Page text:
SPX, Commentary, Jorge, Fabio and Mass Destruction: Egg Raid

Wednesday, September 07, 2005

I got a half table for SPX. Much thanks to Ron Philips and Kevin Melrose who had a full table but only needed half of it. So, the DC Conspiracy will have a table and Hoarse & Buggy will have one as well – you can come by for Elk’s Run, WToT, The Dr. Dremo Anthology and information about the Counter Culture Festival. I can only imagine I’d be holding onto mini comics from some friends as well.

Audio commentary for Elk’s Run #2 is up, this time it’s a 40 minute conversation between Josh and I in which I say "friggin" about 345 times. Download it, listen to it, and friggin enjoy it.

Jorge Vega shared his own tale of destruction in the comments section yesterday worth checking out.

Fabio Moon, the genius artist behind Ursula and Smoke & Guns (both produced by Ait), has something brewing on his (and Gabriel Ba’s) blog that has me very excited – you can see where it might be going and where it might be going is good. Like “Understanding Comics” and “Comics & Sequential Art” rolled into a nice little easily digestible and non-pretentious package. Part 1 and part 2, for those that want to get learn-slapped.

Story time.
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Halloweens in Brooklyn back in the early-90s were the most horrific ordeals any kid can ever go through. I try to explain it to people who were in other cities and they just can’t fathom it – they usually think I’m lying or extremely exaggerating because their brains just can’t process the level of destruction that took place.

Even our parents couldn’t fathom how bad it was. We would cry and beg and plead with them not to send us to school but they’d give us the same line, “You’re going to school – it’s just a couple of eggs.”

But it wasn’t and that’s what people don’t understand. If it was just a couple of eggs it wouldn’t be that big of a deal, admittedly.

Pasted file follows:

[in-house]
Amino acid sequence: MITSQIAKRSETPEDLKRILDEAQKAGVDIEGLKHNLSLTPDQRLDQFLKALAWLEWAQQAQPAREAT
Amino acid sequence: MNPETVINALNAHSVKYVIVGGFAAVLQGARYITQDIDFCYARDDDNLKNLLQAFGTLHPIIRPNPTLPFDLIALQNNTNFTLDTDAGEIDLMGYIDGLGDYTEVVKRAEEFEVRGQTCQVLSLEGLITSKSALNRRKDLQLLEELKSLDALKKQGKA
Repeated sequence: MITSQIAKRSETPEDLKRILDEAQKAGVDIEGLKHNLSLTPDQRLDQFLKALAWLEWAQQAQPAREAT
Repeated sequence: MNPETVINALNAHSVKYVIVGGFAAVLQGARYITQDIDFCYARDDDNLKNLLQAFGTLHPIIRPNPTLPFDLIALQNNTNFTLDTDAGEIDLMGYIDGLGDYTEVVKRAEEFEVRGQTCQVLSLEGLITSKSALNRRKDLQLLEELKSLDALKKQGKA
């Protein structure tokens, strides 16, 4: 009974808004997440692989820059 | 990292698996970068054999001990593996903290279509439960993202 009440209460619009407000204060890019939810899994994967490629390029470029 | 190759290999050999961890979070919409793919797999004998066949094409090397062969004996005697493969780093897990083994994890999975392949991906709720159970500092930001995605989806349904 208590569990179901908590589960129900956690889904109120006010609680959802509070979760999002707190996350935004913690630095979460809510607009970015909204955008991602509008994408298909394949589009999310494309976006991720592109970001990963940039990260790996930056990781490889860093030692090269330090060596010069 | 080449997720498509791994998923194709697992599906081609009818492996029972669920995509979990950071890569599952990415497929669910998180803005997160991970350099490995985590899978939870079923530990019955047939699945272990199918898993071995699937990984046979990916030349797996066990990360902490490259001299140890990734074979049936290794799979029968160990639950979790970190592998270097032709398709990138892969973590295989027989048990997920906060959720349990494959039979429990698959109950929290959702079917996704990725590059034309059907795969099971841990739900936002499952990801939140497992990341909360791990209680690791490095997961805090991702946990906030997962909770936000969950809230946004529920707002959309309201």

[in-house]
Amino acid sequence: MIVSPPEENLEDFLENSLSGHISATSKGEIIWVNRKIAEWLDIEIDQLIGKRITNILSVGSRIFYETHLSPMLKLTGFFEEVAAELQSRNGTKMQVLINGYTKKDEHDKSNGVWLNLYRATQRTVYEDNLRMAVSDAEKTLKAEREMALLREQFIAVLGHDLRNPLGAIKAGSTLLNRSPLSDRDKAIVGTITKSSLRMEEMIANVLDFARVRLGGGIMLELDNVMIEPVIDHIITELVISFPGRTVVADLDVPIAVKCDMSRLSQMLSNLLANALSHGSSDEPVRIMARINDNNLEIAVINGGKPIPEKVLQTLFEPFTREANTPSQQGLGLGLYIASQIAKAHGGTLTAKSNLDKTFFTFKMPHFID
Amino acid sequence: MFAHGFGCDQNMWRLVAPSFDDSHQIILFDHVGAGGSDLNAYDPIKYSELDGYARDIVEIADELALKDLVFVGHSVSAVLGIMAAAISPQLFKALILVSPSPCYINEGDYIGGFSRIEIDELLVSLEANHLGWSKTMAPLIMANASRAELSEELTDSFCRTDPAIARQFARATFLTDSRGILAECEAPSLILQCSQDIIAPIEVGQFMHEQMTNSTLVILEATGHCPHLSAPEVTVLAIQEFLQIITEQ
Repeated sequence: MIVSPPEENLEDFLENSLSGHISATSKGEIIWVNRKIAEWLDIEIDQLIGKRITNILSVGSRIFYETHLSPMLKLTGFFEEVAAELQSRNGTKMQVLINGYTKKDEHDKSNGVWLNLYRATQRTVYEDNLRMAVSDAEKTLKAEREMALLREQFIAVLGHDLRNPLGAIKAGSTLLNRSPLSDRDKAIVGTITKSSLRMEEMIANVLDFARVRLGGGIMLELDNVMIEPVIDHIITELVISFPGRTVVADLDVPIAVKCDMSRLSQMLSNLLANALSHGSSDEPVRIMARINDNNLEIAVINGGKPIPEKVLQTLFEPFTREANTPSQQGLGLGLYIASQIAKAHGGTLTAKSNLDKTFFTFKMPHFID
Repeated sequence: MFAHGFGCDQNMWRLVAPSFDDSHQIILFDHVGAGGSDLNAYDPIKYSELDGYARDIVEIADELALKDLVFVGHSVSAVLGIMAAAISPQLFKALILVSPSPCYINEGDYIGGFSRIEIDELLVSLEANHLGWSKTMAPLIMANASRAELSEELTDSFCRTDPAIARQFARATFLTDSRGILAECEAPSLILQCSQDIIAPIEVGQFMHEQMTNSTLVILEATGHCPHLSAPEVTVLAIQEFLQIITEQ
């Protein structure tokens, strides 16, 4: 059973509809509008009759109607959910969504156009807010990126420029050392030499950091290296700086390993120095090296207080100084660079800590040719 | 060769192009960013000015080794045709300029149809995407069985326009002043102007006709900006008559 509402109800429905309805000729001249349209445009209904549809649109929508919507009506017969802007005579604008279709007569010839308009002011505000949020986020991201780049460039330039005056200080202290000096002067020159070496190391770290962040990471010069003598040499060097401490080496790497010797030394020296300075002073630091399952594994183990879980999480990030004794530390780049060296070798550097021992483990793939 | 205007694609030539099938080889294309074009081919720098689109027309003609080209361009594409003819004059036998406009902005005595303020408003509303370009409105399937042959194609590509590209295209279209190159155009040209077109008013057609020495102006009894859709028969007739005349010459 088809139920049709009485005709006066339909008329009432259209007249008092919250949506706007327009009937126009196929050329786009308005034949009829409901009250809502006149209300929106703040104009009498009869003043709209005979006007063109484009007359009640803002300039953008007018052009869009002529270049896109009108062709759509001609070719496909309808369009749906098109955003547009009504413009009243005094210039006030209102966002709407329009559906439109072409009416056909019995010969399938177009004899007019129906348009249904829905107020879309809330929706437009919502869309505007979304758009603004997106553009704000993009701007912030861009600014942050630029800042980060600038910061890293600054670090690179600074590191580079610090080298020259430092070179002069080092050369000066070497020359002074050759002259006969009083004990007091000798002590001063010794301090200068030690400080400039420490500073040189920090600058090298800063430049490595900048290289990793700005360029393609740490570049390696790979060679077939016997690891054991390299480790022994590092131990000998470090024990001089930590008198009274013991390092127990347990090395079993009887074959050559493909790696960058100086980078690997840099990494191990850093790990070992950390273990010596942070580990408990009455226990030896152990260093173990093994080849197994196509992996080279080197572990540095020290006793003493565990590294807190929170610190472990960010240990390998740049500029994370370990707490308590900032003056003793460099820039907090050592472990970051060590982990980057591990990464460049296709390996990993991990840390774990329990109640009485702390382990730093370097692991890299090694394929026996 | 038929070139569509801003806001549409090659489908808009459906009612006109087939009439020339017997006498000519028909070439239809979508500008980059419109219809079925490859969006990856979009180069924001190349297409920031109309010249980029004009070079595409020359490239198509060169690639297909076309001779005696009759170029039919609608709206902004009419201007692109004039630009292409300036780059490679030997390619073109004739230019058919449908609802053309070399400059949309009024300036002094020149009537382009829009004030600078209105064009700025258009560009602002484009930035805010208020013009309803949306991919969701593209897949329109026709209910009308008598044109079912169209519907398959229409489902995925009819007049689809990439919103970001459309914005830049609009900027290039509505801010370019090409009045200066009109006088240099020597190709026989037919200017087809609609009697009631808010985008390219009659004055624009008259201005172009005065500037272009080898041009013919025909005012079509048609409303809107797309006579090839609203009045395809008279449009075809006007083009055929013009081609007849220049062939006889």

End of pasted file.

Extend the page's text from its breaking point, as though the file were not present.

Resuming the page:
A lot of the grocery stores in our neighborhood stopped selling eggs to kids the week before Halloween. Whereas selling eggs to kids was a lucrative business, the reality is that their store was going to get pelted both inside and out. So there were fewer eggs on the street despite the great demand.

This led to a couple of phenomena that we see in other industries. Bootlegs, for instance. What’s a bootleg egg? A rock. With shaving cream on it. Ever get hit in a head with a rock? It’s not fun and the only think more humiliating is getting hit in the head with a rock and having the shaving cream get in your eye at the same time. Nothing like running home with your head bleeding and eyes stinging.

Another trend was to maximize the impact of a single egg since they were so scarce. Putting Nair in (or on for the low budget, non-engineering types) the egg was always a favorite for boosting the damage an egg can make. Cracked in the head with a Nair egg and by the time you get home you have a nice bald-spot formed where the egg hit. It’s even better when it leaks down to your eye, partially blinding while leaving hairless stripes on your eyebrows. Going into school the next day looking like a mutant was always fun.

And these were the projectiles that I can look back and laugh at.

Some of these guys were like fucking MacGyver with an egg. Finding ways to attach razor blades to them and replacing the insides with battery acid. When the “trick” in “trick or treat” is melting somebody’s fucking face off, you know Halloween went too far.

My elementary school would let us out early as if that mattered. We still had to make our way through Junior High land to get home and it was like a fucking warzone. Running behind cars, getting pelted with rocks and razor blades, chunks of hair falling off as we ran. Your friend gets blinded and you have to decide whether or not to carry him home or leave him behind. You decide to help him and an egg just misses you, hits a wall and instantly starts to peel off the paint. You wish your blinded friend good luck and run like a mother fucker.

Eventually our parents realized that Halloween has gone well beyond eggs, shaving cream and toilet paper. Public outcry leads to a crackdown on kids trying to kill each other once a year. Halloween went from dangerous projectiles to straight up punching, but it’s a lot easy to outrun a kid then it is to outrun a battery acid-filled, nair coated, razor spiked egg hurtling at your head.

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